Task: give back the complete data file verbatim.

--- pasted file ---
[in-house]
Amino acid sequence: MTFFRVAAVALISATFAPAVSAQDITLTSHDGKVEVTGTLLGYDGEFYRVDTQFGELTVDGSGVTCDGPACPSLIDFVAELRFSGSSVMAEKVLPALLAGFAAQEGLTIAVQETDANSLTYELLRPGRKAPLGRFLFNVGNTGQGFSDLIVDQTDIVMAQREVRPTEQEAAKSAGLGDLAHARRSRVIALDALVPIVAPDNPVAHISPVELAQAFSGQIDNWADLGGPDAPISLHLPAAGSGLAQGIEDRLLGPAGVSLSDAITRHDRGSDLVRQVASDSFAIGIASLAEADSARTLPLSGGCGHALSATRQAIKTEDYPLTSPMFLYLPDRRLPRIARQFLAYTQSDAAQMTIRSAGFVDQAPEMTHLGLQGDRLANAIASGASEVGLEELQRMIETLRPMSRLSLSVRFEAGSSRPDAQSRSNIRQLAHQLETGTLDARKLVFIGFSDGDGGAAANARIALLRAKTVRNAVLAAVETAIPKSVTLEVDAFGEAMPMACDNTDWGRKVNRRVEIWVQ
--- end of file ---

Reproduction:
[in-house]
Amino acid sequence: MTFFRVAAVALISATFAPAVSAQDITLTSHDGKVEVTGTLLGYDGEFYRVDTQFGELTVDGSGVTCDGPACPSLIDFVAELRFSGSSVMAEKVLPALLAGFAAQEGLTIAVQETDANSLTYELLRPGRKAPLGRFLFNVGNTGQGFSDLIVDQTDIVMAQREVRPTEQEAAKSAGLGDLAHARRSRVIALDALVPIVAPDNPVAHISPVELAQAFSGQIDNWADLGGPDAPISLHLPAAGSGLAQGIEDRLLGPAGVSLSDAITRHDRGSDLVRQVASDSFAIGIASLAEADSARTLPLSGGCGHALSATRQAIKTEDYPLTSPMFLYLPDRRLPRIARQFLAYTQSDAAQMTIRSAGFVDQAPEMTHLGLQGDRLANAIASGASEVGLEELQRMIETLRPMSRLSLSVRFEAGSSRPDAQSRSNIRQLAHQLETGTLDARKLVFIGFSDGDGGAAANARIALLRAKTVRNAVLAAVETAIPKSVTLEVDAFGEAMPMACDNTDWGRKVNRRVEIWVQ